I’ve never seen so many people on crutches in my life. I’ve spoken with my students about this, and we surmise that the reason for the prevalence of crutch-users are:

    1) crutches are provided for free by the hospital to injured people
    2) potential wheelchair users are forced to use crutches because of cobblestone pathways (its true that I’ve hardly seen any wheelchair users)
    3) old people in prague are more active (and visible) than old people elsewhere (is this true?)
    4) people carry crutches so they can get a seat on the tram
    5) people carry crutches to look disabled and thus qualify for the disability payments from the government

    these are only some competing theories.

  8. Michael 2011/04/15 at 9:30 pm #

    Hehehe, nice article. :))

    Ad 5), there are many kinds of dumplings. As far as I know, none of those has anything to do with bread (except being sliced). Those white dumplings (houskove knedliky) may contain pieces of rohliks. I prefer potato dumplings which are denser and have different taste.

    Ad 8), rohlik is not a bread in any way. :) Recipe and taste are different from bread (even the toast bread). I don’t recommend eating too much rolls unless you get diarrhea, it gets one stuck. ;)
    I don’t know what chleba did you eat, hehe, but when it is fresh (depends on a kind, again) there’s nothing unforgiving about it, lol. :D

    And man, don’t stay in Prague only, there are many other great places, here. ;)

    • admin 2011/04/16 at 6:35 pm #

      yo thanks!
      Yes the potato dumplings are definitely not bread-like.

      But roliks are bread, aren’t they? In English ‘bread’ refers to a substance, not a shape. So, rolls, hot dog buns, loafs, etc, are all bread as long as they are made of flour, yeast, water etc. roliks are a good snack for 2 crowners ~

      and i’ve started liking czech chleba a bit more now that i’ve been here longer. usually by the time i finish my loaf though, it’s been in my cupboard for already 7 days ;|

      thanks for the comments.

  9. peter 2011/04/24 at 9:02 am #

    But roliks are bread, aren’t they?

    Not in Czechia.. Over the bakery it used to have sign

    Chléb a pečivo ==

    Bread(s) and ‘other bakery products’

    English just herds everything made from flour under bread, partly because real bread is not available or rare, in US as well as in UK.

    If it is white inside (like rohlik or houska) it is not bread but pečivo. OK?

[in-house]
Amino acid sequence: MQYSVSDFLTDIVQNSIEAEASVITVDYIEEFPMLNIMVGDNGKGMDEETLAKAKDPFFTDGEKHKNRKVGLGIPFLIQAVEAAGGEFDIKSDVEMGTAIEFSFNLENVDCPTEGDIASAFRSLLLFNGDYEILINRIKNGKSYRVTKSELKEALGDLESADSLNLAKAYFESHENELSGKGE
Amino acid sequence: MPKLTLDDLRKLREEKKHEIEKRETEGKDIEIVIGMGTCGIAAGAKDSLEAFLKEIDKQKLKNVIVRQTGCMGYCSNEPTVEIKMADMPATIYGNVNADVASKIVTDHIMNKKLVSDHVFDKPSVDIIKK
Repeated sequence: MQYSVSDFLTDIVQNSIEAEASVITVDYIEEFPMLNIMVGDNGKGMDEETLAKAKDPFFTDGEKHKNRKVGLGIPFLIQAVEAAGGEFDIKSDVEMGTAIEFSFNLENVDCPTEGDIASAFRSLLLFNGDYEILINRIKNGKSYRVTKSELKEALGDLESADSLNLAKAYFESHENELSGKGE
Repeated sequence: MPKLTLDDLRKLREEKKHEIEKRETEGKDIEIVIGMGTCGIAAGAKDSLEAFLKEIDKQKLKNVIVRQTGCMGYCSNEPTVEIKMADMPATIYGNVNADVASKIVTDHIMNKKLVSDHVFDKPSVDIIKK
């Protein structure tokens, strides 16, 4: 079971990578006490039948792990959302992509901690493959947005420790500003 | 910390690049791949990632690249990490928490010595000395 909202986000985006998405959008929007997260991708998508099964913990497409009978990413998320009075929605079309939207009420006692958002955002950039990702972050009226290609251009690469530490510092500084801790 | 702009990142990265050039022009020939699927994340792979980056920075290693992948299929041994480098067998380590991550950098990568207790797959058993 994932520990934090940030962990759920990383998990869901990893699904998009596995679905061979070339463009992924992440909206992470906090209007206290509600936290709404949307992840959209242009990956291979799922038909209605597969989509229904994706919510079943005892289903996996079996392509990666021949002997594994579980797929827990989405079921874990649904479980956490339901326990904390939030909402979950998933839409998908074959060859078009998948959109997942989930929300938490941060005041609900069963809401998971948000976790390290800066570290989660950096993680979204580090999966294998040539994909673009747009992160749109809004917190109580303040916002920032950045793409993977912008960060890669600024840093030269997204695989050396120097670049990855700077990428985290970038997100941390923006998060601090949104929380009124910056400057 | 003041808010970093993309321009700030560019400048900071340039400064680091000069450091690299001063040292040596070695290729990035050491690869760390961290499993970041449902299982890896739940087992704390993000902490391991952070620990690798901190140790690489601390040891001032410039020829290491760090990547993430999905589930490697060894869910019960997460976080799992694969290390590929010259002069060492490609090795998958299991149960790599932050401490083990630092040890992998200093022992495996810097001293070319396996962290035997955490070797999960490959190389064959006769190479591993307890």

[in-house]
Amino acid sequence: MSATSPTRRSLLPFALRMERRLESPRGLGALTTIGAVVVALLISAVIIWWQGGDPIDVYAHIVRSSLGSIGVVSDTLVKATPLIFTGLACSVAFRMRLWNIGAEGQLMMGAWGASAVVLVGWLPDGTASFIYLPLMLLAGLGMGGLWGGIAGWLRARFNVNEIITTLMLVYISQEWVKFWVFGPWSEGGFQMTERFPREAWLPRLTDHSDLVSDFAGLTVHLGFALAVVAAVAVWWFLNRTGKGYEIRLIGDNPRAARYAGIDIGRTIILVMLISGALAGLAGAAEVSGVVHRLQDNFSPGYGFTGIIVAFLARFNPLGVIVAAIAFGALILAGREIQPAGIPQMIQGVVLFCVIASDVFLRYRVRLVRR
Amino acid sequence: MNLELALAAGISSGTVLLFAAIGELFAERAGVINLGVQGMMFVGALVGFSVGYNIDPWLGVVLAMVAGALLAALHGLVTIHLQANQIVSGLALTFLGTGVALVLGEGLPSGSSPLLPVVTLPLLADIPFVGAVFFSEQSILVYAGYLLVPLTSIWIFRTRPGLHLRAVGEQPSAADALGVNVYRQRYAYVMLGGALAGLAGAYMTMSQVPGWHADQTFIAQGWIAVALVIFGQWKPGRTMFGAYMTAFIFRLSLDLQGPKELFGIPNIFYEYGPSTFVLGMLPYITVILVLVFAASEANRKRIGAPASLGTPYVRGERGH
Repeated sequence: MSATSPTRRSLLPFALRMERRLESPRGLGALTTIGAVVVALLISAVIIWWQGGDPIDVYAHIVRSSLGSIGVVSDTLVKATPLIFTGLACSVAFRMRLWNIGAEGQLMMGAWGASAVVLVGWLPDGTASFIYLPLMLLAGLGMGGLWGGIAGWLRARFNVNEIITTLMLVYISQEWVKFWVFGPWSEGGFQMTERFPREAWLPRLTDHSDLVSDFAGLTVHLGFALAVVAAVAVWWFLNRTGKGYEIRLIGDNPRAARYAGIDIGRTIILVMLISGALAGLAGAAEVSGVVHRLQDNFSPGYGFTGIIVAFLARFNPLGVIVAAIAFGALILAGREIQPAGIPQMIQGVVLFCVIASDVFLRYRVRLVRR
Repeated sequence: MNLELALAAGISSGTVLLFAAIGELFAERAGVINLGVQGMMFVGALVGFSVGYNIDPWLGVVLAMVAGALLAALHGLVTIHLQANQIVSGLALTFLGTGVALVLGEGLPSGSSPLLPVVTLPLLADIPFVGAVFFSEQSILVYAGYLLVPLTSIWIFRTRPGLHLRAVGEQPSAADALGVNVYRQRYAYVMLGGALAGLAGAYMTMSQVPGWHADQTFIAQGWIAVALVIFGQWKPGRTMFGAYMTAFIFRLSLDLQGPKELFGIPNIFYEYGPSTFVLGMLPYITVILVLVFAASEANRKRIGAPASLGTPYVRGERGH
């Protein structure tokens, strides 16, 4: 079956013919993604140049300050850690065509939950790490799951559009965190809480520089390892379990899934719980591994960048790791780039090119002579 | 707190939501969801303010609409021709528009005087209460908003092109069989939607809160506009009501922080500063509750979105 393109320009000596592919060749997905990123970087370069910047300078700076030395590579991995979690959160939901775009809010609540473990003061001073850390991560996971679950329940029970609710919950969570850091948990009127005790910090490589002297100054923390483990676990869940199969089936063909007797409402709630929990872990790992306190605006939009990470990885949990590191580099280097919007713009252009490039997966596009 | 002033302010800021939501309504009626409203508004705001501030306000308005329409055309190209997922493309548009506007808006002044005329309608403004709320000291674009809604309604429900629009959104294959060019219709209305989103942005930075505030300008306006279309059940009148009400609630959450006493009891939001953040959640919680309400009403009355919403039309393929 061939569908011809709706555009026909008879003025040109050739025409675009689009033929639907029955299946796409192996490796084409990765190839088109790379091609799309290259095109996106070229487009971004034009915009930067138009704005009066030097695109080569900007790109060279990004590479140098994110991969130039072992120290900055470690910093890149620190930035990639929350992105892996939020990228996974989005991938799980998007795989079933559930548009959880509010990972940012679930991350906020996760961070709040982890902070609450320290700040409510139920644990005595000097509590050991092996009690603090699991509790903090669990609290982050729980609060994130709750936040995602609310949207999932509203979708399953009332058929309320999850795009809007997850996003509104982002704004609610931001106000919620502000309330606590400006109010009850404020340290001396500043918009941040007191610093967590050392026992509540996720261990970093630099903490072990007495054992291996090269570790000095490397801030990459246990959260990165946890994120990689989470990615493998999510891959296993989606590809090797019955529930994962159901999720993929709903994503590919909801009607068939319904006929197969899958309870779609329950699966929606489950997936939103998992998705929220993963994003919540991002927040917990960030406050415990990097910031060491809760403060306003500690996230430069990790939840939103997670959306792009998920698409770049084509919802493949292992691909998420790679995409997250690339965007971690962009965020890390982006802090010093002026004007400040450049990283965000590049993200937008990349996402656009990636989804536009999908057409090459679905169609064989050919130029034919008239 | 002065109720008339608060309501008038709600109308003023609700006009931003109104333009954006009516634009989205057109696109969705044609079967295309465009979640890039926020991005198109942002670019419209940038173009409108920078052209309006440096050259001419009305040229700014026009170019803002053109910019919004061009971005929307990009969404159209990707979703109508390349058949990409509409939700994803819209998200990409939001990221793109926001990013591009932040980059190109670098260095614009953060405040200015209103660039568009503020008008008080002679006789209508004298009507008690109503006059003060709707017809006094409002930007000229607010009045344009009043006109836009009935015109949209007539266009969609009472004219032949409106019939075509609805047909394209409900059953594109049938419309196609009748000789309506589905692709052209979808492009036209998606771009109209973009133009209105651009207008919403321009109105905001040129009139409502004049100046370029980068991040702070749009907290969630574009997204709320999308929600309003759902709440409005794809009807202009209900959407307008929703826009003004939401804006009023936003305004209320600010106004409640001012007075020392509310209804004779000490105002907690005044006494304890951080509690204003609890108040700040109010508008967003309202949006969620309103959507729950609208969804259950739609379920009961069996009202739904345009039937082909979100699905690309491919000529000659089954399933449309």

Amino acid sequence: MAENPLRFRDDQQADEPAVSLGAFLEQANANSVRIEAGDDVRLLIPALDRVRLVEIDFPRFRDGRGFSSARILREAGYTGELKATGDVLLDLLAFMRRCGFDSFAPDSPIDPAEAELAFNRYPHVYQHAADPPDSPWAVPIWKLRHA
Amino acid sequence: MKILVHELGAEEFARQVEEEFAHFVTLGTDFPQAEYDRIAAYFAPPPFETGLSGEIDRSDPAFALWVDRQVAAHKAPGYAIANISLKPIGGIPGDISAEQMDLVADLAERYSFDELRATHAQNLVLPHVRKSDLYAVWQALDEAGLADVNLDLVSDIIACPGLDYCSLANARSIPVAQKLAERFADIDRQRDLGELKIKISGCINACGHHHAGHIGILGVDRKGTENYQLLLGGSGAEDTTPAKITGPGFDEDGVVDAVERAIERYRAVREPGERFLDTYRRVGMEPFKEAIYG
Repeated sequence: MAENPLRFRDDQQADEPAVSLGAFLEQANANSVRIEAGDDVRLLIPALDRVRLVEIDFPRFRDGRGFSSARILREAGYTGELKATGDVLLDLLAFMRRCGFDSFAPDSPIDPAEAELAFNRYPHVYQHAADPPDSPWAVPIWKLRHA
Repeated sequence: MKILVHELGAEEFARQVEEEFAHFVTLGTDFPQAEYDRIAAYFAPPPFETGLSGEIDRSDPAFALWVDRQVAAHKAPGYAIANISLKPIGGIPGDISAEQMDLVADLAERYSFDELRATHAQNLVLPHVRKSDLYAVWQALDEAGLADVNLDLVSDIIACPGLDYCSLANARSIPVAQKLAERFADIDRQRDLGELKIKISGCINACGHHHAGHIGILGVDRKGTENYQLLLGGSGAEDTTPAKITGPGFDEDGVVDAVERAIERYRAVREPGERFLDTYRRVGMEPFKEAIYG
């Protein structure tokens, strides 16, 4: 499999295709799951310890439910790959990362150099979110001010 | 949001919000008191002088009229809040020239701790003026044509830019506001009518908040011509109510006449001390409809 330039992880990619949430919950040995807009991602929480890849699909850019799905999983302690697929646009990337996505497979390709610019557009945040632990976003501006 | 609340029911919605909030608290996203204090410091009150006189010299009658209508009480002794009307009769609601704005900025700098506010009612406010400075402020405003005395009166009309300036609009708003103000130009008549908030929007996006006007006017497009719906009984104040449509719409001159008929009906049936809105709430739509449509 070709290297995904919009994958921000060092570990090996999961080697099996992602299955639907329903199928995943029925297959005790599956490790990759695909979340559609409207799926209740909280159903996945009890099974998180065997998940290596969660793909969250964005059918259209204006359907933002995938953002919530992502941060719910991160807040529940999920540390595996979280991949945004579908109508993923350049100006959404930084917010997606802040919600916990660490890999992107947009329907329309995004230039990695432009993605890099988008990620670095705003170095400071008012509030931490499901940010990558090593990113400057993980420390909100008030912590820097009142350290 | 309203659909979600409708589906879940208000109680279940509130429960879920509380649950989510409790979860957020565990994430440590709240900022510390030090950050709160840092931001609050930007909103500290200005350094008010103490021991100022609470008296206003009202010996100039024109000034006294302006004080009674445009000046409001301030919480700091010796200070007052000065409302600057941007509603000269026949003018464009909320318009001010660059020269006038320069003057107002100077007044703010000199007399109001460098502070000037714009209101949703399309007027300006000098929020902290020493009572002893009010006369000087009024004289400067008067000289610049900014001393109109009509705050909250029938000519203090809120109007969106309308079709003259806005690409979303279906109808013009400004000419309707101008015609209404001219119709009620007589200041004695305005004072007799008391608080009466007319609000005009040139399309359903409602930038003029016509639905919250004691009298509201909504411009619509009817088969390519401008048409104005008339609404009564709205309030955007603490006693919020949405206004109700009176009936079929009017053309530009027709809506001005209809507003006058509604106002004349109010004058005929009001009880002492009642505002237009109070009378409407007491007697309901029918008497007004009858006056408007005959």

10. Michael 2012/07/26 at 1:52 pm #

    Wow, all your points were spot on. Especially the divine and holy Rholik, which as it turns out of nothing more than a common hot dog roll. Who the fuck would eat a hotdog roll for breakfast? Well as you say, it’s a step up from the unleaven unsliced and extremely heavy brown Astrix style loaf.

    13. Some Czechs can be tighter than a ducks ass when it comes to money. Super conservative. They’ll only buy something if it is the cheapest, then brag to their friends about the good price they got.

    As a foreigner if you want to buy something of quality, you can expect your wanker Czech family / buddies to tell you how expensive it was, and how you’re actually the fool because you didn’t by low quality cheap ass goods.

    14. Indoor shoes and a false sense of cleanliness. Don’t you even dare walk into someones house with shoes on here. They’re extremely holy it would seem about how clean their houses are inside, so much so they have indoor only shoes. Highly logical, until you see the carpets in the kitchen – Ouch!

  11. Bruce 2013/03/24 at 11:48 am #

    Sorry to break it to everyone but CZ is a shit hole. They are still living as though it was back when Karel IV ruled. It might have been a little better back in those days because not as much consumerism existed. Everyone walks around listening to English music, has a bag with the Union Jack on it but nobody speaks English. CZ is such a Euro whore. CZ does everything so it can be a part of the EU except upgrade the country. Czech diet= bread, beer, and cigarettes. The most surprising thing is that I realized time travel exists. I found this after landing in CZ considering these people are so far back in time. Okay, I won’t hate completely. Prices for prostitutes are quite good compared to many other countries and they are honest.